Yield strength identifies the point at which steel deforms under stress. Metals experts determine yield strength through a series of experiments and express it in megapascals (MPa) or N/m2. Grade 303 stainless steel’s yield strength runs about 415 MPa.
Tensile strength identifies the point at which steel breaks under stress. It is determined by conducting an experiment with a sample and then dividing peak force by cross-sectional area. The tensile strength of grade 303 stainless steel hovers around 690 MPa. This grade of steel will elongate 40% before breaking.
Can 303 be hardened, welded, or machined?
Yes, grade 303 stainless steel can be hardened but not by heat. It has to be solution treated by heating it to about 1850o F to 2048o F and then rapidly cooling it off. As a result, it will lose some of its ductility if hardened.
Due to its relatively high sulfur content, this grade of steel shouldn’t be welded, but it is possible to weld it using alloy 310 electrodes.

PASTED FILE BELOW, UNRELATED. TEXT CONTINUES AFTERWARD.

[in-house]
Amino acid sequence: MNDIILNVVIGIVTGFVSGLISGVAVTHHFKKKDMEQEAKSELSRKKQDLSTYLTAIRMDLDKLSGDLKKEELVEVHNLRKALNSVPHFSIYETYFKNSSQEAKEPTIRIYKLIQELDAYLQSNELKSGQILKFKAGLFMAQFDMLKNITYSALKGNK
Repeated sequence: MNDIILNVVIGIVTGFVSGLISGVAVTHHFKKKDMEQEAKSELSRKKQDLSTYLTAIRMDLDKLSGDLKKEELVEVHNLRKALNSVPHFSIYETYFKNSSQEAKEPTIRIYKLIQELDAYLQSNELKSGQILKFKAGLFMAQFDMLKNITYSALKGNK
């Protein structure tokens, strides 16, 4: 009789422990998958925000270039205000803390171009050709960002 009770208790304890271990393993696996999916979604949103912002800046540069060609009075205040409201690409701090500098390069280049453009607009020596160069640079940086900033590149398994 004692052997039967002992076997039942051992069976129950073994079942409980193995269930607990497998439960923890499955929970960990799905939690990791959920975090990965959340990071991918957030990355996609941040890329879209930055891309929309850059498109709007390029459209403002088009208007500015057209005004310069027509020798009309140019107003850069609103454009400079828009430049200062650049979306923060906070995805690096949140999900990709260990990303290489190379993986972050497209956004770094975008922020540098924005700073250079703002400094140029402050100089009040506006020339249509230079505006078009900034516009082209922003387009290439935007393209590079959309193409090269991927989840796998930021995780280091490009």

Grade 303 stainless steel is easy to machine, though. It can be cut with a sharp, light edge using coolants and lubricants in large amounts. Consequently, this grade is an excellent choice for manufacturing parts that require extensive machining.
What is 303 stainless steel good for?
Much grade 303 stainless steel winds up as screws, bolts, gears, shafts, valves, aircraft parts, or screw machine products. It is not appropriate for ships, boats, or anything that will be used to transport gas under pressure
What is 304 stainless steel?